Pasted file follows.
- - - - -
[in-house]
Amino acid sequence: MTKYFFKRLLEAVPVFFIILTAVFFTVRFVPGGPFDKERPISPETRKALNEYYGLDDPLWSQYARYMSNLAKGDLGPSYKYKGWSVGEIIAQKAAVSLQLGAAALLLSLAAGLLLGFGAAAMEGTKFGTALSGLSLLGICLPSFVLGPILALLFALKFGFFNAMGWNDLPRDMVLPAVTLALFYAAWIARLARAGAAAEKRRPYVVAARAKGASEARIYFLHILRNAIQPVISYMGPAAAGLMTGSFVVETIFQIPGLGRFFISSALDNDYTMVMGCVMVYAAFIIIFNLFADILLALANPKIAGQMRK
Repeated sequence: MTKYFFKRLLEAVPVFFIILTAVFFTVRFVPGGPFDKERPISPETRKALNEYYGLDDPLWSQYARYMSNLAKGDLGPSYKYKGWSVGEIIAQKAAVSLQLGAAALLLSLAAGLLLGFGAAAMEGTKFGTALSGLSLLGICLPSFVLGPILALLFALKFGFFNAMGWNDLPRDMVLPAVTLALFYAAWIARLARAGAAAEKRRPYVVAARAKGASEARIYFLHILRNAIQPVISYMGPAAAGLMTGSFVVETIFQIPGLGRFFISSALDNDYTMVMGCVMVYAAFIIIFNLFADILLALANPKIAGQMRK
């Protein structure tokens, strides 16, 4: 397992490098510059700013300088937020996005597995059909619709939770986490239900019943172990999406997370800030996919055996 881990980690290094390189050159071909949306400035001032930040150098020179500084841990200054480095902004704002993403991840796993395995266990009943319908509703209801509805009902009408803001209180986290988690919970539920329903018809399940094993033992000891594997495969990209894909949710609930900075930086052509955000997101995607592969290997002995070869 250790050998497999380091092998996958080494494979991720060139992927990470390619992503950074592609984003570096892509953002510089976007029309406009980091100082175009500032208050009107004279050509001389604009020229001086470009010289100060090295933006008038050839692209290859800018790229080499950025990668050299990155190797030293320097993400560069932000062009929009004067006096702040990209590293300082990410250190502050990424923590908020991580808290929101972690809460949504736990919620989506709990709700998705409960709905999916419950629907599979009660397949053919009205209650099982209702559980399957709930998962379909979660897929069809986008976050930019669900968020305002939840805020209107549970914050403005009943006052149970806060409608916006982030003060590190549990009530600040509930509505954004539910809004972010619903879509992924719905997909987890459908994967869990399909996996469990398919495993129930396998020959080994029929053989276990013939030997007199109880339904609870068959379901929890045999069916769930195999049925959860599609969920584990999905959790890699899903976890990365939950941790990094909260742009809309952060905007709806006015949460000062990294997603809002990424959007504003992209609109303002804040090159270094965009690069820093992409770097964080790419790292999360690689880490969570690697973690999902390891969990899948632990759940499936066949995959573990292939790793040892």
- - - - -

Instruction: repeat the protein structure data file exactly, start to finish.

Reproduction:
[in-house]
Amino acid sequence: MTKYFFKRLLEAVPVFFIILTAVFFTVRFVPGGPFDKERPISPETRKALNEYYGLDDPLWSQYARYMSNLAKGDLGPSYKYKGWSVGEIIAQKAAVSLQLGAAALLLSLAAGLLLGFGAAAMEGTKFGTALSGLSLLGICLPSFVLGPILALLFALKFGFFNAMGWNDLPRDMVLPAVTLALFYAAWIARLARAGAAAEKRRPYVVAARAKGASEARIYFLHILRNAIQPVISYMGPAAAGLMTGSFVVETIFQIPGLGRFFISSALDNDYTMVMGCVMVYAAFIIIFNLFADILLALANPKIAGQMRK
Repeated sequence: MTKYFFKRLLEAVPVFFIILTAVFFTVRFVPGGPFDKERPISPETRKALNEYYGLDDPLWSQYARYMSNLAKGDLGPSYKYKGWSVGEIIAQKAAVSLQLGAAALLLSLAAGLLLGFGAAAMEGTKFGTALSGLSLLGICLPSFVLGPILALLFALKFGFFNAMGWNDLPRDMVLPAVTLALFYAAWIARLARAGAAAEKRRPYVVAARAKGASEARIYFLHILRNAIQPVISYMGPAAAGLMTGSFVVETIFQIPGLGRFFISSALDNDYTMVMGCVMVYAAFIIIFNLFADILLALANPKIAGQMRK
């Protein structure tokens, strides 16, 4: 397992490098510059700013300088937020996005597995059909619709939770986490239900019943172990999406997370800030996919055996 881990980690290094390189050159071909949306400035001032930040150098020179500084841990200054480095902004704002993403991840796993395995266990009943319908509703209801509805009902009408803001209180986290988690919970539920329903018809399940094993033992000891594997495969990209894909949710609930900075930086052509955000997101995607592969290997002995070869 250790050998497999380091092998996958080494494979991720060139992927990470390619992503950074592609984003570096892509953002510089976007029309406009980091100082175009500032208050009107004279050509001389604009020229001086470009010289100060090295933006008038050839692209290859800018790229080499950025990668050299990155190797030293320097993400560069932000062009929009004067006096702040990209590293300082990410250190502050990424923590908020991580808290929101972690809460949504736990919620989506709990709700998705409960709905999916419950629907599979009660397949053919009205209650099982209702559980399957709930998962379909979660897929069809986008976050930019669900968020305002939840805020209107549970914050403005009943006052149970806060409608916006982030003060590190549990009530600040509930509505954004539910809004972010619903879509992924719905997909987890459908994967869990399909996996469990398919495993129930396998020959080994029929053989276990013939030997007199109880339904609870068959379901929890045999069916769930195999049925959860599609969920584990999905959790890699899903976890990365939950941790990094909260742009809309952060905007709806006015949460000062990294997603809002990424959007504003992209609109303002804040090159270094965009690069820093992409770097964080790419790292999360690689880490969570690697973690999902390891969990899948632990759940499936066949995959573990292939790793040892």